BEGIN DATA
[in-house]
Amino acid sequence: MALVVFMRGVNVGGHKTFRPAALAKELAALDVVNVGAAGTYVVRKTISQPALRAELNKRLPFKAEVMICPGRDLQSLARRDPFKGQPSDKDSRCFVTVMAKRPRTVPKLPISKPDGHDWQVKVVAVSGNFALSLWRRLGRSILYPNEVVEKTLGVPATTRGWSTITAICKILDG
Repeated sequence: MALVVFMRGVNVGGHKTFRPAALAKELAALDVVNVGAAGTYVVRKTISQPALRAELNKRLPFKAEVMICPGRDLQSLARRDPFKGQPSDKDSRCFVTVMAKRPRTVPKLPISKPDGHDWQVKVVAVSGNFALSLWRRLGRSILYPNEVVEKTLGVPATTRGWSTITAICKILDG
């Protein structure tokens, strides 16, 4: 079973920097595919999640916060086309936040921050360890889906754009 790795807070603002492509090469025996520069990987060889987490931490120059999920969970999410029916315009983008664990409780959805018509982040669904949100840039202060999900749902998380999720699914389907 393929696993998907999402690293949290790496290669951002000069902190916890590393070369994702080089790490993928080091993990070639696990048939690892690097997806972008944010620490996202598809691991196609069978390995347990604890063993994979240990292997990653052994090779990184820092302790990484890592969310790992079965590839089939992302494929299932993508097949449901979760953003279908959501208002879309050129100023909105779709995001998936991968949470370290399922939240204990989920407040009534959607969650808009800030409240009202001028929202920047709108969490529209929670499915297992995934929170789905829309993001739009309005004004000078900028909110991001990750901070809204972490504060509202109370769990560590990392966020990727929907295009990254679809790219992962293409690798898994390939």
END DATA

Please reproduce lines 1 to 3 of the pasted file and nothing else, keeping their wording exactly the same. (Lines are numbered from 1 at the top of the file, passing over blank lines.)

[in-house]
Amino acid sequence: MALVVFMRGVNVGGHKTFRPAALAKELAALDVVNVGAAGTYVVRKTISQPALRAELNKRLPFKAEVMICPGRDLQSLARRDPFKGQPSDKDSRCFVTVMAKRPRTVPKLPISKPDGHDWQVKVVAVSGNFALSLWRRLGRSILYPNEVVEKTLGVPATTRGWSTITAICKILDG
Repeated sequence: MALVVFMRGVNVGGHKTFRPAALAKELAALDVVNVGAAGTYVVRKTISQPALRAELNKRLPFKAEVMICPGRDLQSLARRDPFKGQPSDKDSRCFVTVMAKRPRTVPKLPISKPDGHDWQVKVVAVSGNFALSLWRRLGRSILYPNEVVEKTLGVPATTRGWSTITAICKILDG